But trade adviser Peter Navarro had other plans.


Obama, Gates, Musk: Bitcoin scam breaches some of world's most prominent Twitter accounts

The Twitter accounts of Barack Obama, Jeff Bezos, Joe Biden, Elon Musk and many other high-profile people and companies became pawns Wednesday in one of the most visible cyberscams in the internet's history.

Suspected bitcoin scammers grabbed control of accounts belonging to the rich and famous, as well as lower-profile accounts, for more than two hours during the afternoon and tricked at least a few hundred people into transferring the cryptocurrency.

A tweet typical of the attack sent from the account of Bill Gates, the software mogul who is the world's second-wealthiest person, promised to double all payments sent to his Bitcoin address for the next 30 minutes.

"Everyone is asking me to give back, and now is the time," the tweet said. "You send $1,000, I send you back $2,000."

It’s not uncommon for individual Twitter accounts to be compromised, but the scale of Wednesday’s scam easily overshadowed previous breaches.

The attack was unusual for how many Twitter accounts were compromised, and for how long. Hundreds of Twitter accounts tweeted out identical language.


A 'tsunami of evictions' is coming, warn housing advocates

Approximately 28 million people across the country are facing homelessness as states lift temporary eviction moratoriums put in place to protect those who fell behind on rent because of the coronavirus.

At the same time, 30 million unemployed workers will lose their $600 a week of pandemic unemployment assistance, a benefit that is set to expire at the end of the month if Congress does not agree to extend it.

Combined, the severe economic hit from the coronavirus has left the country on the cusp of a "tsunami of evictions" that could exacerbate already high homeless rates.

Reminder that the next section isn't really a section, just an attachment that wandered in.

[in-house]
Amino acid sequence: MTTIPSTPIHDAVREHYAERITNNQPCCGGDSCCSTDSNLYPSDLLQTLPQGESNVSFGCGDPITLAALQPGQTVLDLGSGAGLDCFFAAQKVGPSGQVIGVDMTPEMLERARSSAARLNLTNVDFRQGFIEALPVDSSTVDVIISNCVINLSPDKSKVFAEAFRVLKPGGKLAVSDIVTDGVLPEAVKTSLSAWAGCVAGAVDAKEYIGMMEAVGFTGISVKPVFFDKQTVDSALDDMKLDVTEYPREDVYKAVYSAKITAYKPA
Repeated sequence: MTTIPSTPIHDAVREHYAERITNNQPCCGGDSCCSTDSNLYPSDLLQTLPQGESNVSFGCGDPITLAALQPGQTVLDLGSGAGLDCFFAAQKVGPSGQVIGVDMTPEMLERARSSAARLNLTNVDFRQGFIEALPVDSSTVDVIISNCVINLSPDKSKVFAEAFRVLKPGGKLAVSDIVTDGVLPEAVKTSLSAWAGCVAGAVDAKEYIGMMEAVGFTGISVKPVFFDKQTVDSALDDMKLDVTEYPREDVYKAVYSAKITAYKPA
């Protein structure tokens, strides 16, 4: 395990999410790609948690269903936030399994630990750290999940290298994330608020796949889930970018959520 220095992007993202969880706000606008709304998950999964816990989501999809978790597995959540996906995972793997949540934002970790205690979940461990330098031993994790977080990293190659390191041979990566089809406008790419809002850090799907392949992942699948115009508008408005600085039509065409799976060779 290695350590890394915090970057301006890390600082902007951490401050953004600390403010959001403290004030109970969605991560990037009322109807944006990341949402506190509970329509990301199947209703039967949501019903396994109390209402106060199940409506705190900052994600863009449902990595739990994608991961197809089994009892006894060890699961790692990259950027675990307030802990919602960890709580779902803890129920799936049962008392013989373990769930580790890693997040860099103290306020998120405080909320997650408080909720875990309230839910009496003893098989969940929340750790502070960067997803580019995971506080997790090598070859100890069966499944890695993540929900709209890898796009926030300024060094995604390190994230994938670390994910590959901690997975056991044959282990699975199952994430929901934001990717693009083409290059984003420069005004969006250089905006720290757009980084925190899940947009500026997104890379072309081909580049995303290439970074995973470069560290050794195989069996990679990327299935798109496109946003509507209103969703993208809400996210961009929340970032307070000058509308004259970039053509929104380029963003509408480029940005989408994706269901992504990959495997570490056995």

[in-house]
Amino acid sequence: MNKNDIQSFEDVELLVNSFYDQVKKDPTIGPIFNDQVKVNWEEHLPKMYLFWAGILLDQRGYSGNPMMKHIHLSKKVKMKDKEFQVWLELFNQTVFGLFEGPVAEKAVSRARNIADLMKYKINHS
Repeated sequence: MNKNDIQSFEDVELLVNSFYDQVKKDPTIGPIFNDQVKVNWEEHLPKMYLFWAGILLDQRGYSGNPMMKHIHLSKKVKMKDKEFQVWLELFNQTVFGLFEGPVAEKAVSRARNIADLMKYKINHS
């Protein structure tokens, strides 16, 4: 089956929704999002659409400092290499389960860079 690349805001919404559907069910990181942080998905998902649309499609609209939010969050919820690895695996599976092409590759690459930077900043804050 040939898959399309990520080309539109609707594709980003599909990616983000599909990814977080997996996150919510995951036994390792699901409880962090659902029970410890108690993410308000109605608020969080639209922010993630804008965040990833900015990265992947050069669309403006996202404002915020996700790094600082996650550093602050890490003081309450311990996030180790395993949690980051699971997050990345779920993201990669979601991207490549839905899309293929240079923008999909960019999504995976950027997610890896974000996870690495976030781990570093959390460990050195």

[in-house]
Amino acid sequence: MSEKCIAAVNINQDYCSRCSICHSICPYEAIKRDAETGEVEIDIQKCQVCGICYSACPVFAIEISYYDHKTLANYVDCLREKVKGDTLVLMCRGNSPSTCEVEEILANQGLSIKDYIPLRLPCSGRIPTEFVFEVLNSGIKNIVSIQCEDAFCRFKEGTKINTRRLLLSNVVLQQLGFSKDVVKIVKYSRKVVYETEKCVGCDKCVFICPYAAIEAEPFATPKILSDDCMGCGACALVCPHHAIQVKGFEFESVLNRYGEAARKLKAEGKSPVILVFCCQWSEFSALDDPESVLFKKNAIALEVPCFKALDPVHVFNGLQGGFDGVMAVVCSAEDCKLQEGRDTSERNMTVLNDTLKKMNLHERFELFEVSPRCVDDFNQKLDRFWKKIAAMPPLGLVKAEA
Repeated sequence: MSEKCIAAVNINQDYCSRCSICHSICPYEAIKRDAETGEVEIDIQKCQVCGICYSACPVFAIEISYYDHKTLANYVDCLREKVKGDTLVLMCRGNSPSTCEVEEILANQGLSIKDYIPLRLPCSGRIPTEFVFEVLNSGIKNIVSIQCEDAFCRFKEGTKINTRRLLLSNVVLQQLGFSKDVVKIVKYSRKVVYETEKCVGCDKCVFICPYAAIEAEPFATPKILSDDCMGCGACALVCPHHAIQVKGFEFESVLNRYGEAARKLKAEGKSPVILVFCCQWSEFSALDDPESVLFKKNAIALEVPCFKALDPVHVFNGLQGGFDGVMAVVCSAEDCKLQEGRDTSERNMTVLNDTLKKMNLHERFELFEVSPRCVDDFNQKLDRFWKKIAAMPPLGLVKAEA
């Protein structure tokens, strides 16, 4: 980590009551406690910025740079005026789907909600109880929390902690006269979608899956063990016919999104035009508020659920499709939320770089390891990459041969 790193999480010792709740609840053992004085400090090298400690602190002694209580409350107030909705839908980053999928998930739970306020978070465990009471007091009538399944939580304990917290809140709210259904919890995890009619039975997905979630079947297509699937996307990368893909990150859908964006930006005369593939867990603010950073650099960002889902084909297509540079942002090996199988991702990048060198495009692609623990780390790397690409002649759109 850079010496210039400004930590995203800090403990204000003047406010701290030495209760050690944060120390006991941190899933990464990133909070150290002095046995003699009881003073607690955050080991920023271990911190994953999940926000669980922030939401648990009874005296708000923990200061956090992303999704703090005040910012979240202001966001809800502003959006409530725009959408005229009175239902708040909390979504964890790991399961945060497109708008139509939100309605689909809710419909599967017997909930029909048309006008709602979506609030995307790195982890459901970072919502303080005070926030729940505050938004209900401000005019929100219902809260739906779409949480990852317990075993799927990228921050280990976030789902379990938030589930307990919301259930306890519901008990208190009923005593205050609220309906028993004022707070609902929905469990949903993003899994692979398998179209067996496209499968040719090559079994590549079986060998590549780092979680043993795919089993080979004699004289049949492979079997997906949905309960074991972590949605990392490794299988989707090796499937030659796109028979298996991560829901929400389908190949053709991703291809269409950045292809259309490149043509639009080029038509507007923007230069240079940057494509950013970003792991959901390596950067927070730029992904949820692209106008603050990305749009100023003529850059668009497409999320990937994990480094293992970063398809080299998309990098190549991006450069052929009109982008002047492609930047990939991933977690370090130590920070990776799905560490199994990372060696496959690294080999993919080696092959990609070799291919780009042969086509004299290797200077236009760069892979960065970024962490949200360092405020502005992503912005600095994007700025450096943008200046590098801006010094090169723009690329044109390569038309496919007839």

In Russia's far east, rare anti-Putin protests gain momentum

An unlikely protest movement has become the first major challenge to Russian President Vladimir Putin after he secured his political future in a contentious vote this month — and it may spell more trouble in the days ahead.

Residents of Khabarovsk, a large city near Russia's border with China, have been up in arms for days protesting the arrest of their governor on 15-year-old murder charges.

The governor whom the protests are defending, Sergei Furgal, is himself no hero.

But the sheer size of the public protests and Moscow's response to them are remarkable.


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Plus


THINK about it

Actor Nick Cannon's show got canceled. That's not "cancel culture," it's consequences, Mikki Kendall writes in an opinion piece.


Live BETTER

"Aging well is really all about connections and being socially active," says an 86-year-old therapist. She shares 5 tips to help seniors endure pandemic loneliness.


Shopping

Portable grills heat up fast, are affordable and travel-friendly, making them handy for a BBQ. Here’s what to know before buying one.


One cautionary tale

A North Carolina man is hoping he doesn't see the alligator who slammed into his boat again.

Pete Joyce, a firefighter and paramedic, said he was paddling in a swampy section of the Waccamaw River when he saw the alligator about three feet away from him.

He was stunned and didn't have enough time to react before the alligator lunged at him and tipped his boat over, but a video camera he was wearing on his chest captured the whole interaction so he could process it later.

His take away: "Kayaking's a great hobby, but you need to know your environment. You're going into wildlife so you have to do your research."


Thanks for reading the Morning Rundown.

If you have any comments — likes, dislikes — drop me an email at: petra@nbcuni.com

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Thanks, Petra